When 9-year old James McGinnis found himself orphaned in 1856 in Detroit, he learned to fend for himself. Five years later he was working in a circus. McGinnis took the name of the circus manager who had taken the boy under his wing, thereafter being known as James Bailey.
By the 1870s Bailey was a major player in the circus field; his show aggressively competing with Phineas T. Barnum's as the nation’s premier circus. In 1880 the two managers decided to join forces, creating The Greatest Show on Earth. Bailey, who was a genius at marketing and public relations, preferred to work in the background, allowing Barnum to take credit for many of his innovations.
The circus made Bailey a millionaire and in 1886 he began planning a new residence. As wealthy New York families moved ever northward, he anticipated that the neighborhood of Harlem would become the next Fifth Avenue. The New York Times described the area as “particularly desirable and all the houses that have been put up in this neighborhood are handsome, well-built, elegant structures, and the locality is free from many objectionable features.”
|photo NYPL Collection|
Bailey purchased the lot at 150th Street and St. Nicholas Place and hired New Jersey architect Samuel Burrage Reed to design the building. Reed had just published his “House-Plans for Everybody – For Village and Country Residences, Costing from $250 to $8,000.”
Bailey’s home would cost much more.
A 68-foot wide fantasy of limestone spires and arches, a Flemish gable and whimsical dormers, a corner tower with a conical cap, and a boxed porch supporting a spacious balcony, it was a home fit for a showman. Even more striking than the castle-like façade were the interiors, designed by Joseph Burr Tiffany, cousin of Louis Comfort Tiffany. Each room of the 12,000 square foot home was intended to awe.
Numerous woods were used – quartered oak in the main, two-story entrance hall where the French polished floors had complex mahogany inlaid designs; black walnut in the office; hazel wood in the formal parlor and sycamore in the library. Intricate carpenter’s lace framed the archways leading from one room to another on the main floor. Hand painted wallpaper and frescoed ceilings, art glass chandeliers and carved wooden fireplace surrounds and mantles filled the home.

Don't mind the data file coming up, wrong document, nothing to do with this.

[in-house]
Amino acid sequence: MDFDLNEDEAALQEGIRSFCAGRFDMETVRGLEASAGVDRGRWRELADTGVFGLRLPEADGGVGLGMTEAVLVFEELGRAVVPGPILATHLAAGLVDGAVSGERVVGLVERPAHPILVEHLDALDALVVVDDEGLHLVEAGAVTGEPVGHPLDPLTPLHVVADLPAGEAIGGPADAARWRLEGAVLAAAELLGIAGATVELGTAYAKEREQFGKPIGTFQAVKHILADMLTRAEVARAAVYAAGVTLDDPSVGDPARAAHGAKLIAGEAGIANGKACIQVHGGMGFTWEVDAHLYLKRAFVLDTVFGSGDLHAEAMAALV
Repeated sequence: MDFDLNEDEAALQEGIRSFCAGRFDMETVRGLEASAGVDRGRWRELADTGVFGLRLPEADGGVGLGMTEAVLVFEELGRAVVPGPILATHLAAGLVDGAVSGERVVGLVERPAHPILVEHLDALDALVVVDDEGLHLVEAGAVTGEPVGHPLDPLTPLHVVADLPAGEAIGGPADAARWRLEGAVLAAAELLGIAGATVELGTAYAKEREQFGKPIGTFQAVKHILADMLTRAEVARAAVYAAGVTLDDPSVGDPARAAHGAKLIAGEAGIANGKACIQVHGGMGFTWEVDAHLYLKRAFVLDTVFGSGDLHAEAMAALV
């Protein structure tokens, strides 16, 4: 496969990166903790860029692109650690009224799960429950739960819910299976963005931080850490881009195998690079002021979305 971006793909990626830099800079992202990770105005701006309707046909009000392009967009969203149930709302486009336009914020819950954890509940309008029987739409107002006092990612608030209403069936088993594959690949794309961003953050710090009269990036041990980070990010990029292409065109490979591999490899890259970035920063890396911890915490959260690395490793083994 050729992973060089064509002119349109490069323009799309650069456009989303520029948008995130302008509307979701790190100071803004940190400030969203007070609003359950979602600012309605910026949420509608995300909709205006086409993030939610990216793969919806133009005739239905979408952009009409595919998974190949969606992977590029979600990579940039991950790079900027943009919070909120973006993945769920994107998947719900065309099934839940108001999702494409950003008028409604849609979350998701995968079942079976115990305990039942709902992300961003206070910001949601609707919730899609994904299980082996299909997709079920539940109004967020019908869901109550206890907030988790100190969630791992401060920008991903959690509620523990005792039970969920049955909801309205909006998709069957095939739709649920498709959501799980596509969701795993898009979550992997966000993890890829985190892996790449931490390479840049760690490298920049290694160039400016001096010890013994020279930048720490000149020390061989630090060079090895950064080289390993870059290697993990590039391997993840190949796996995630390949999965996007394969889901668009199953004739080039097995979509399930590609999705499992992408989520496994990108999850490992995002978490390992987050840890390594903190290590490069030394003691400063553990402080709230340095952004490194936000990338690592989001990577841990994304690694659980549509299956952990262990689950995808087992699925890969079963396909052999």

Most impressive, however, were the windows. Of the 66 windows, many included stained glass by Henry F. Belcher -- called Belcher Mosaics. Belcher held at least 22 patents for his process, by which thousands of glass pieces, most triangular, were laid out then sandwiched tightly between layers of asbestos. A molten lead alloy was poured in to fill the gaps. When the exterior surfaces were removed the complete, intact window emerged.
Belcher's company was in business only from 1884 to 1890, most likely owing to the high cost of the windows.
Photo YojimbotThe house was completed in 1888 but within a few years of moving in, James Bailey became disenchanted with the neighborhood. Rather than becoming another Fifth Avenue or Riverside Drive with palatial mansions lining the streets, it was filling with apartment buildings. He sold the house in 1904 to J. C. Rodgers.
Only six years later, on April 11, 1910, Rodgers sold the house to Dr. Louis Shaefer. “It was considered one of the finest dwellings in that section of Washington Heights,” said The New York Times on reporting the transaction.
Around the same time real estate prices in Harlem collapsed. With the opening of the Lenox Avenue subway in 1904, more and more black New Yorkers immigrated to the neighborhood until it eventually became the center of the black New York community.
Passing the home while walking to Wadleigh High School on West 114th Street every day, one teen-aged girl dreamed of living in the castle on 150th Street. In 1951, now married to a NYPD detective, the grown-up girl got her wish. Marguerite and Warren Blake purchased the nine-bedroom Bailey house from which Marguerite ran her M. Marshall Blake Funeral Home.
By 2000 when a small fire on the upper floors caused firefighters to break out several of the upper windows, the Blakes had retired. Finding replacement windows for the landmarked structure was difficult for the elderly pair. They moved out, leaving the house empty. Water entered through the broken windows. Plaster fell from some of the ceilings. A musty odor hung in the grand, vacant rooms.
At the age of 87, Marguerite Blake put her dream house on the market in 2008 for $10 million. Gala open house wine parties were thrown by real estate agents who showed the remarkable property. There were no takers. The slumping housing market and the neglected condition of the house were too much for potential buyers.
Marguerite agreed to reduced to price to $3.5 million a year later. Still no one was interested in the historic home. A writer for New York Magazine toured the remarkable house, calling it “a modern Grey Gardens.”
The Bailey House now has a chance for renewed life.